Reduced iron production plants currently under operation produce about 500,000 ton/year as a minimum unit on a commercial scale. In view of this, it is required to build a gasification furnace capable of producing coal-derived gas as much as 50,000 Nm3/h. Presumably, such a large-scaled gasification furnace is expected to have a pressure of 10 to 30 bar, which is exceedingly higher than that in the iron ore reducing furnace (about 2 bar). Such an exceedingly high pressure in the gasification furnace may involve the following problems.

In the case of a fluidized bed gasification furnace in which desulfurization is performed as disclosed in U.S. Pat. No. 4,260,412, it is necessary to draw vapor or part of recirculating gas into the fluidized bed gasification furnace to keep inside the furnace at a temperature around 800° C. which is suitable for desulfurization. In the case where vapor is introduced, gas after the vapor introduction has a lower gaseous ratio of [(CO+H2)/(CO2+H2O)] than what is necessary in the iron ore reducing furnace. Accordingly, reduction power of the resultant gas is not sufficient, thereby obstructing direct feeding of such a gas having a lowered reduction power to the iron ore reducing furnace.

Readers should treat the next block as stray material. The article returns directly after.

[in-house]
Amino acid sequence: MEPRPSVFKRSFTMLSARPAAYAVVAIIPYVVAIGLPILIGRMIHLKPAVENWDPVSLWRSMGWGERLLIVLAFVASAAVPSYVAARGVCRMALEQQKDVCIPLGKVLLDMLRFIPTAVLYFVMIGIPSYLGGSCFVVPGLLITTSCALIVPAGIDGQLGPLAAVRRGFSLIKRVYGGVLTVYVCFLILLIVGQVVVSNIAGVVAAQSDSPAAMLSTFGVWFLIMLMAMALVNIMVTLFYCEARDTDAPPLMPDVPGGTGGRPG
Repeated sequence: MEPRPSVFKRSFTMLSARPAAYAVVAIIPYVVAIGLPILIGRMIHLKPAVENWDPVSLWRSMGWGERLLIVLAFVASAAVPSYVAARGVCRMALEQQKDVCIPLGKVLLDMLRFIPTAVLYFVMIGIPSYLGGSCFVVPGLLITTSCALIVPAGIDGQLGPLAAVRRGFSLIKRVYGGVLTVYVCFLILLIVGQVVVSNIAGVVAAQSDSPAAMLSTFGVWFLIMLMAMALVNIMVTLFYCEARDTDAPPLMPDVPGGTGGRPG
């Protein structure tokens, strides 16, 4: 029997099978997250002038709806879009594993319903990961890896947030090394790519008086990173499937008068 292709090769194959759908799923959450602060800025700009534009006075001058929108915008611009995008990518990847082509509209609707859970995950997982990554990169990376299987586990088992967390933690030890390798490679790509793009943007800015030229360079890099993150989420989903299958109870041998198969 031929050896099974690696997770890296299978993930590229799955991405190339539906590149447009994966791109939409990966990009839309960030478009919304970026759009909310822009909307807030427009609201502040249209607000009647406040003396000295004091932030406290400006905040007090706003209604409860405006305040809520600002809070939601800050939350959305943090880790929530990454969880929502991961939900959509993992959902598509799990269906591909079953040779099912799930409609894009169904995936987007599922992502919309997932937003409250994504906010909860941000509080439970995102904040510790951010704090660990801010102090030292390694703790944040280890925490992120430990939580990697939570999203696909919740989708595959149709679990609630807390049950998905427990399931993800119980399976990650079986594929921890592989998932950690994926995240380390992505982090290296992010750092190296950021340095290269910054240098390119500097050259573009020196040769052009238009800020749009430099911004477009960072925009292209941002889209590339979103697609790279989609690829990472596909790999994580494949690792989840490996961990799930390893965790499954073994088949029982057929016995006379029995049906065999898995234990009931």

On the other hand, in the case where recirculating gas is introduced into the fluidized bed gasification furnace, a higher pressure in the gasification furnace requires introduction of recirculating gas in a pressurized state. This may increase compression power of recirculating gas. It should be noted that the aforementioned gaseous ratio of a make-up coal-derived gas (i.e., a coal-derived gas continuously supplied to the system) itself may be desirably set to 2 or more, although the ratio can be increased by mixing with recirculating gas in the fluidized bed gasification furnace.